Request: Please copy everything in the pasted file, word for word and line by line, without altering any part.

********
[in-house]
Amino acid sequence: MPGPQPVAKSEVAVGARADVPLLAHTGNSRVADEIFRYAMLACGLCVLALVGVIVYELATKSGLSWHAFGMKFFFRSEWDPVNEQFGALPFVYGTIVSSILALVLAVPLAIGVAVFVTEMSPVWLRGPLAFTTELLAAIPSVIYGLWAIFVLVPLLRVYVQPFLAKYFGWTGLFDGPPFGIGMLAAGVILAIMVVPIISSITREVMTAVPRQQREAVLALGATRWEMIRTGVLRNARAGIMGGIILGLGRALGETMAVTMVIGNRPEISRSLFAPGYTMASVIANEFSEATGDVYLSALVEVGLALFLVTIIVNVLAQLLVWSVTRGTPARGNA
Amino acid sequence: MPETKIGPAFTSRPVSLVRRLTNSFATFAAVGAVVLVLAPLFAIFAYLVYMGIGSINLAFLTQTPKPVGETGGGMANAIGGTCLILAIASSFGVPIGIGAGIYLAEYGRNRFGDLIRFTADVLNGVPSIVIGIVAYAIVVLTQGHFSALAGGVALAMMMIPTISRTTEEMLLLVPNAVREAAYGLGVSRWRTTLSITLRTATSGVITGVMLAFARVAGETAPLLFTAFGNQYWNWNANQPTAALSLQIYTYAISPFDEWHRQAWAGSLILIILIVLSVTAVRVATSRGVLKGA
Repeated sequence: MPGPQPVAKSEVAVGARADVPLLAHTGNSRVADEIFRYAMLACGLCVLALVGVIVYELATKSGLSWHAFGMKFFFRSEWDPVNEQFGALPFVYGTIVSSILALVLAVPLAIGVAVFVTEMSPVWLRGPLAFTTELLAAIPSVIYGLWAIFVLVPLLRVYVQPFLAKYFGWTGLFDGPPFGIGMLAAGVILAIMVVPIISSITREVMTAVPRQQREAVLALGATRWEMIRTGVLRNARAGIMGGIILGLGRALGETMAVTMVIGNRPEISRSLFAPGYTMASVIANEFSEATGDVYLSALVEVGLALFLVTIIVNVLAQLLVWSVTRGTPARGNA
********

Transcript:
[in-house]
Amino acid sequence: MPGPQPVAKSEVAVGARADVPLLAHTGNSRVADEIFRYAMLACGLCVLALVGVIVYELATKSGLSWHAFGMKFFFRSEWDPVNEQFGALPFVYGTIVSSILALVLAVPLAIGVAVFVTEMSPVWLRGPLAFTTELLAAIPSVIYGLWAIFVLVPLLRVYVQPFLAKYFGWTGLFDGPPFGIGMLAAGVILAIMVVPIISSITREVMTAVPRQQREAVLALGATRWEMIRTGVLRNARAGIMGGIILGLGRALGETMAVTMVIGNRPEISRSLFAPGYTMASVIANEFSEATGDVYLSALVEVGLALFLVTIIVNVLAQLLVWSVTRGTPARGNA
Amino acid sequence: MPETKIGPAFTSRPVSLVRRLTNSFATFAAVGAVVLVLAPLFAIFAYLVYMGIGSINLAFLTQTPKPVGETGGGMANAIGGTCLILAIASSFGVPIGIGAGIYLAEYGRNRFGDLIRFTADVLNGVPSIVIGIVAYAIVVLTQGHFSALAGGVALAMMMIPTISRTTEEMLLLVPNAVREAAYGLGVSRWRTTLSITLRTATSGVITGVMLAFARVAGETAPLLFTAFGNQYWNWNANQPTAALSLQIYTYAISPFDEWHRQAWAGSLILIILIVLSVTAVRVATSRGVLKGA
Repeated sequence: MPGPQPVAKSEVAVGARADVPLLAHTGNSRVADEIFRYAMLACGLCVLALVGVIVYELATKSGLSWHAFGMKFFFRSEWDPVNEQFGALPFVYGTIVSSILALVLAVPLAIGVAVFVTEMSPVWLRGPLAFTTELLAAIPSVIYGLWAIFVLVPLLRVYVQPFLAKYFGWTGLFDGPPFGIGMLAAGVILAIMVVPIISSITREVMTAVPRQQREAVLALGATRWEMIRTGVLRNARAGIMGGIILGLGRALGETMAVTMVIGNRPEISRSLFAPGYTMASVIANEFSEATGDVYLSALVEVGLALFLVTIIVNVLAQLLVWSVTRGTPARGNA